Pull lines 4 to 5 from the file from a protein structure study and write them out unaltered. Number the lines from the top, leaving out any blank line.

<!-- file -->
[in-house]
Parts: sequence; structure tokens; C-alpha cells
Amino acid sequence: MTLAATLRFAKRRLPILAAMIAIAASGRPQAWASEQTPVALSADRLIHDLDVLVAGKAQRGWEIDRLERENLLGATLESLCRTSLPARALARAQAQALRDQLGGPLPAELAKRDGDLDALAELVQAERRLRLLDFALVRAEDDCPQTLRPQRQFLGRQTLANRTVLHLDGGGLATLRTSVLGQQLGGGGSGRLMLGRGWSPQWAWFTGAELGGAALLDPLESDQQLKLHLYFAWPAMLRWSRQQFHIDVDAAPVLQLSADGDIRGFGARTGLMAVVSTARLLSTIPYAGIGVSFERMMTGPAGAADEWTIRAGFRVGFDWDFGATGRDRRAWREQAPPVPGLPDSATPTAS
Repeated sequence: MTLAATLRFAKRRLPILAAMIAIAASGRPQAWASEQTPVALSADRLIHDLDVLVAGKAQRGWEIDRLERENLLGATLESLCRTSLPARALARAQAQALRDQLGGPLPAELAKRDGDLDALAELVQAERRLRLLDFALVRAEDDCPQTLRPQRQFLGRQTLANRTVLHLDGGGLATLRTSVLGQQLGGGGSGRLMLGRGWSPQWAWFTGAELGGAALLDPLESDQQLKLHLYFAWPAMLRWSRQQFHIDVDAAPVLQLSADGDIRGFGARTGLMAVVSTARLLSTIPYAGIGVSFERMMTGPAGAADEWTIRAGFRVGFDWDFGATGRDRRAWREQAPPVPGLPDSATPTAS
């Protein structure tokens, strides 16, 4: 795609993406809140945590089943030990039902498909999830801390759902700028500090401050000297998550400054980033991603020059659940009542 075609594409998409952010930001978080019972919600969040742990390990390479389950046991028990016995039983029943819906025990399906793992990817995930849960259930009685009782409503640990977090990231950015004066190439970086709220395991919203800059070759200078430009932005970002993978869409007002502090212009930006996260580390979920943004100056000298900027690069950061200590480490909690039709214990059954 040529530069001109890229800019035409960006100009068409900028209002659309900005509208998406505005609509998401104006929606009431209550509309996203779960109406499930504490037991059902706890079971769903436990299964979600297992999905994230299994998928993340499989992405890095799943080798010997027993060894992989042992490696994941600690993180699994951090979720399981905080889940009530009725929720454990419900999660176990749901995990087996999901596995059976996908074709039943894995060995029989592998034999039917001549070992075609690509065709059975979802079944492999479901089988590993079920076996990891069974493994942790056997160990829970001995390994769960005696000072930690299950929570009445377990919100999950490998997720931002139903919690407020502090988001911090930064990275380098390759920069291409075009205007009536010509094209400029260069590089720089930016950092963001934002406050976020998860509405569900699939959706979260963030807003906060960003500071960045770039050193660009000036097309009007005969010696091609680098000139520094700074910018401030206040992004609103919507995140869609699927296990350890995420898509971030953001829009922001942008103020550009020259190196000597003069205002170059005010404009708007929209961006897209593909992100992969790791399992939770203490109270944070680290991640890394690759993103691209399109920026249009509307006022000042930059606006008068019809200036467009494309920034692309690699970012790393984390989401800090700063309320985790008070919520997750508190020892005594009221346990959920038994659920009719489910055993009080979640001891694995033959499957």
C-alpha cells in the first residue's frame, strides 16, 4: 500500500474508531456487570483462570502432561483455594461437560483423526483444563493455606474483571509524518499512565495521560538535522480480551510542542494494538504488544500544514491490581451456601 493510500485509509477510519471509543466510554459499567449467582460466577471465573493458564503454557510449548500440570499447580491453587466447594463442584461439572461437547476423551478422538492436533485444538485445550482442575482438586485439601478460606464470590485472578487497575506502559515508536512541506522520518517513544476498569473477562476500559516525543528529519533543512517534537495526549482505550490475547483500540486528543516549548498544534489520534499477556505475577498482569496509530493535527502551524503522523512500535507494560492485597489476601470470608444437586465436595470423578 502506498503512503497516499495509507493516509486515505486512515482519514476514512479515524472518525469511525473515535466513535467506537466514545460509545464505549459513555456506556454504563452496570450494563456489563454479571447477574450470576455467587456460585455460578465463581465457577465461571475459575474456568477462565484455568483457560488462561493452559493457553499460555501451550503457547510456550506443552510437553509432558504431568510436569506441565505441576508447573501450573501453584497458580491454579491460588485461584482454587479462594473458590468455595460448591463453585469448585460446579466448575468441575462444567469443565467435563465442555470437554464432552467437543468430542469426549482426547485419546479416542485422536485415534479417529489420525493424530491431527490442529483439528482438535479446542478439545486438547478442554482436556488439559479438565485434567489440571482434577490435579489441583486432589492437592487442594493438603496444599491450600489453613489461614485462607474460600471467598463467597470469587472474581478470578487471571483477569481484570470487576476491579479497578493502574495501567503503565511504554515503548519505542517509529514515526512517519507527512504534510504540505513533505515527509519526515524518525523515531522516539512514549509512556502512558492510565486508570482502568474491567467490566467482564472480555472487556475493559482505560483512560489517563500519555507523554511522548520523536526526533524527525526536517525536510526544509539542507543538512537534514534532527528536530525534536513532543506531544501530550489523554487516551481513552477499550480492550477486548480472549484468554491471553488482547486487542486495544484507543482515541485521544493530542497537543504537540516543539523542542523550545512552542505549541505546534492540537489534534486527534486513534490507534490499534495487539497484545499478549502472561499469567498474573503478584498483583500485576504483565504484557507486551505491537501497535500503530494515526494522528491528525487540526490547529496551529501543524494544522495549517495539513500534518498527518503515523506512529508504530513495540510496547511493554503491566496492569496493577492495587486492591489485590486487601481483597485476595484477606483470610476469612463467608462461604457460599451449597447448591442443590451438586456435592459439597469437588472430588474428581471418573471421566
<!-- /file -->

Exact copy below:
Repeated sequence: MTLAATLRFAKRRLPILAAMIAIAASGRPQAWASEQTPVALSADRLIHDLDVLVAGKAQRGWEIDRLERENLLGATLESLCRTSLPARALARAQAQALRDQLGGPLPAELAKRDGDLDALAELVQAERRLRLLDFALVRAEDDCPQTLRPQRQFLGRQTLANRTVLHLDGGGLATLRTSVLGQQLGGGGSGRLMLGRGWSPQWAWFTGAELGGAALLDPLESDQQLKLHLYFAWPAMLRWSRQQFHIDVDAAPVLQLSADGDIRGFGARTGLMAVVSTARLLSTIPYAGIGVSFERMMTGPAGAADEWTIRAGFRVGFDWDFGATGRDRRAWREQAPPVPGLPDSATPTAS
């Protein structure tokens, strides 16, 4: 795609993406809140945590089943030990039902498909999830801390759902700028500090401050000297998550400054980033991603020059659940009542 075609594409998409952010930001978080019972919600969040742990390990390479389950046991028990016995039983029943819906025990399906793992990817995930849960259930009685009782409503640990977090990231950015004066190439970086709220395991919203800059070759200078430009932005970002993978869409007002502090212009930006996260580390979920943004100056000298900027690069950061200590480490909690039709214990059954 040529530069001109890229800019035409960006100009068409900028209002659309900005509208998406505005609509998401104006929606009431209550509309996203779960109406499930504490037991059902706890079971769903436990299964979600297992999905994230299994998928993340499989992405890095799943080798010997027993060894992989042992490696994941600690993180699994951090979720399981905080889940009530009725929720454990419900999660176990749901995990087996999901596995059976996908074709039943894995060995029989592998034999039917001549070992075609690509065709059975979802079944492999479901089988590993079920076996990891069974493994942790056997160990829970001995390994769960005696000072930690299950929570009445377990919100999950490998997720931002139903919690407020502090988001911090930064990275380098390759920069291409075009205007009536010509094209400029260069590089720089930016950092963001934002406050976020998860509405569900699939959706979260963030807003906060960003500071960045770039050193660009000036097309009007005969010696091609680098000139520094700074910018401030206040992004609103919507995140869609699927296990350890995420898509971030953001829009922001942008103020550009020259190196000597003069205002170059005010404009708007929209961006897209593909992100992969790791399992939770203490109270944070680290991640890394690759993103691209399109920026249009509307006022000042930059606006008068019809200036467009494309920034692309690699970012790393984390989401800090700063309320985790008070919520997750508190020892005594009221346990959920038994659920009719489910055993009080979640001891694995033959499957």